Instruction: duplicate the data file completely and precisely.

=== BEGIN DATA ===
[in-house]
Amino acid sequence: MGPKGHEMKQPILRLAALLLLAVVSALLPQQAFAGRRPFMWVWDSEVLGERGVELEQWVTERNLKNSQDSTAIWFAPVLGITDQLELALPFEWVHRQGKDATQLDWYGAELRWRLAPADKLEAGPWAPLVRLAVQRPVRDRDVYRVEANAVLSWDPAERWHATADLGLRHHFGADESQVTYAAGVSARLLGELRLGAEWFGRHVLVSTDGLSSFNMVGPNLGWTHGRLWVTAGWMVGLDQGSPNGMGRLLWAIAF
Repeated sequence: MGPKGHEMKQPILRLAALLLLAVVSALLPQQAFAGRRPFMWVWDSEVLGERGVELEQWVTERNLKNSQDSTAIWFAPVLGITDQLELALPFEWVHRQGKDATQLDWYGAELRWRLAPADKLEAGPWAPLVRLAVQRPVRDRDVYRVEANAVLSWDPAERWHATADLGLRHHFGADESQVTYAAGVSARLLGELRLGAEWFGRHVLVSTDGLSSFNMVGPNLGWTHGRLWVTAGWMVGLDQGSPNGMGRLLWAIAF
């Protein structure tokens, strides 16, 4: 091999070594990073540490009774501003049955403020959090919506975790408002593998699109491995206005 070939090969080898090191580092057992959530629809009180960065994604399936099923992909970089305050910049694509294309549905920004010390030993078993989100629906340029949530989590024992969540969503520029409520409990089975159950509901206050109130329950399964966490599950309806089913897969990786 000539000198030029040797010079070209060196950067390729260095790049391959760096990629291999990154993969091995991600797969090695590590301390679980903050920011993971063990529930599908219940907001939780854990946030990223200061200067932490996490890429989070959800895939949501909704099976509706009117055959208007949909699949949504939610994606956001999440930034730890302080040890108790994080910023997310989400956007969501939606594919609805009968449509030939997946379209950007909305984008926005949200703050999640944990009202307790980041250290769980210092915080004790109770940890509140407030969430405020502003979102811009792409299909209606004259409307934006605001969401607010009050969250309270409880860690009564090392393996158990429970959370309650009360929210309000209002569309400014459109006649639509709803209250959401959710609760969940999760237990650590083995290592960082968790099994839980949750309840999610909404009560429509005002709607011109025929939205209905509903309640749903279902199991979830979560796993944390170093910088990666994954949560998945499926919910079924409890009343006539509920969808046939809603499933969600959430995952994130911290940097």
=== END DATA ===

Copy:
[in-house]
Amino acid sequence: MGPKGHEMKQPILRLAALLLLAVVSALLPQQAFAGRRPFMWVWDSEVLGERGVELEQWVTERNLKNSQDSTAIWFAPVLGITDQLELALPFEWVHRQGKDATQLDWYGAELRWRLAPADKLEAGPWAPLVRLAVQRPVRDRDVYRVEANAVLSWDPAERWHATADLGLRHHFGADESQVTYAAGVSARLLGELRLGAEWFGRHVLVSTDGLSSFNMVGPNLGWTHGRLWVTAGWMVGLDQGSPNGMGRLLWAIAF
Repeated sequence: MGPKGHEMKQPILRLAALLLLAVVSALLPQQAFAGRRPFMWVWDSEVLGERGVELEQWVTERNLKNSQDSTAIWFAPVLGITDQLELALPFEWVHRQGKDATQLDWYGAELRWRLAPADKLEAGPWAPLVRLAVQRPVRDRDVYRVEANAVLSWDPAERWHATADLGLRHHFGADESQVTYAAGVSARLLGELRLGAEWFGRHVLVSTDGLSSFNMVGPNLGWTHGRLWVTAGWMVGLDQGSPNGMGRLLWAIAF
């Protein structure tokens, strides 16, 4: 091999070594990073540490009774501003049955403020959090919506975790408002593998699109491995206005 070939090969080898090191580092057992959530629809009180960065994604399936099923992909970089305050910049694509294309549905920004010390030993078993989100629906340029949530989590024992969540969503520029409520409990089975159950509901206050109130329950399964966490599950309806089913897969990786 000539000198030029040797010079070209060196950067390729260095790049391959760096990629291999990154993969091995991600797969090695590590301390679980903050920011993971063990529930599908219940907001939780854990946030990223200061200067932490996490890429989070959800895939949501909704099976509706009117055959208007949909699949949504939610994606956001999440930034730890302080040890108790994080910023997310989400956007969501939606594919609805009968449509030939997946379209950007909305984008926005949200703050999640944990009202307790980041250290769980210092915080004790109770940890509140407030969430405020502003979102811009792409299909209606004259409307934006605001969401607010009050969250309270409880860690009564090392393996158990429970959370309650009360929210309000209002569309400014459109006649639509709803209250959401959710609760969940999760237990650590083995290592960082968790099994839980949750309840999610909404009560429509005002709607011109025929939205209905509903309640749903279902199991979830979560796993944390170093910088990666994954949560998945499926919910079924409890009343006539509920969808046939809603499933969600959430995952994130911290940097």